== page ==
I'm going to go one step further, though, since you mocked me for my selections of Calipari, Self, Donovan and Few. I'm going with a handful of assistants who will be terrific head coaches -- once they receive the opportunity. Syracuse coach-in-waiting Mike Hopkins will be terrific if Boeheim ever calls it a career, and the same can be said for Gonzaga's Tommy Lloyd if and when Few ever chooses to retire. However, I'm going to try and show some foresight here: Look for Ohio State assistant Greg Paulus to get a shot soon. I'd love to see former Butler point guard and current Boston Celtics assistant Ronald Nored get a shot at a head Division I gig. I'll also throw guys like the VCU duo of Mike Morrell and Jeremy Ballard, Villanova assistant Baker Dunleavy (has good bloodlines and can coach), San Diego State assistant Justin Hutson (runs the defense for the Aztecs) and former NBA star and Arizona assistant Damon Stoudamire into the fray.

One guy that was on track, but we haven't mentioned yet is 42-year-old Buzz Williams. That one will depend on where his next home is, because I don't think he can do it at Virginia Tech. I'd state the same case for South Carolina's Frank Martin. The place of residence is extremely important. I'd make a case that whoever takes over for Roy Williams at UNC and Pitino at Louisville will wind up in the Hall of Fame.

Bilas: Not mocking you, bro. It's just that Self, Cal, and Billy D aren't, in my mind, "the next breed" of coaches. They are the current breed, and on the top tier of the very best in the game, and in the game's history. To me, when we say "next" we are talking about those who haven't "been there, done that" for so many years. It's like putting you on a list of up-and-coming writers!

It's funny how things have changed over the years. When I was in college, a "young coach" was 30 years old and in his third or fourth season as a head coach. Now, some of our "young guys" are in their late 30s and 40s and have been assistants for over a decade. The old way of taking a smaller job, learning how to be a head coach, then taking over a major program seems to be long gone. Now that these jobs pay so well, especially assistant coaching jobs, the big shots don't want to leave, and it pays for an assistant to wait for the right opportunity. And, while you are waiting, you are making more money than the head coaches at smaller schools and you are flying private to games and to recruit. The days of Beilein taking the LeMoyne job despite never having been an assistant coach seem to be long gone. We are in an age of search firms and big money. The game has changed.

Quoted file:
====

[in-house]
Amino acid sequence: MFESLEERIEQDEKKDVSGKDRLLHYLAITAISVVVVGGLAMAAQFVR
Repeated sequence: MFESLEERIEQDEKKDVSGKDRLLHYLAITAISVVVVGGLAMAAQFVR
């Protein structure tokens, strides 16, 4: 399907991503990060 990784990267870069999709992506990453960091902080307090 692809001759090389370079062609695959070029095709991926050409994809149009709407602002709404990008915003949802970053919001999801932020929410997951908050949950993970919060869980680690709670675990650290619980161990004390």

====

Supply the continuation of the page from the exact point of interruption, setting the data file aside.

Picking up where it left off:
I am a huge fan of Boyle and Collins, both of whom have been on the scene for a while now and are highly respected. White is a superstar and has done a remarkable job at Louisiana Tech. He has this in his blood, as his father and brothers are all ADs. I'll tell you this, if I were an AD looking for an "under-the-radar" coach who would come into my place and win, I would hire NC State assistant Bobby Lutz.

As far as your list of assistant coaches, Hopkins, Lloyd, Paulus, Dunleavy and the rest are really good choices, and ADs out there should have them on their lists. Let me add a few: Michigan State's Dwayne Stephens and Dane Fife (Fife has been a head coach), Texas' Russell Springmann, Notre Dame's Martin Ingelsby, North Carolina's Hubert Davis, Ohio State's Jeff Boals, Michigan's LaVall Jordan, and Butler's Michael Lewis. All of those guys are beyond ready for a head coaching job. But, to your point about Buzz Williams, the "where" is important for any coach. This job is getting harder, not easier.

bartruff1
12-04-2014, 09:35 AM
I suspect that Brad Stevens will return to college coaching when or even before his current contract is up....

northsidezagfan
12-04-2014, 09:40 AM
Nice shoutout for Tommy too

gonzagafan62
12-04-2014, 10:13 AM
Thanks for sharing Jazz.

Malastein
12-04-2014, 10:46 AM
I suspect that Brad Stevens will return to college coaching when or even before his current contract is up....

Why is that? He can be honorary Boston mafia if he gets them winning, and he'll secure himself in the circle of NBA greats. The NBA will always pay more than college, especially when coaches' pay takes a hit when universities start paying athletes.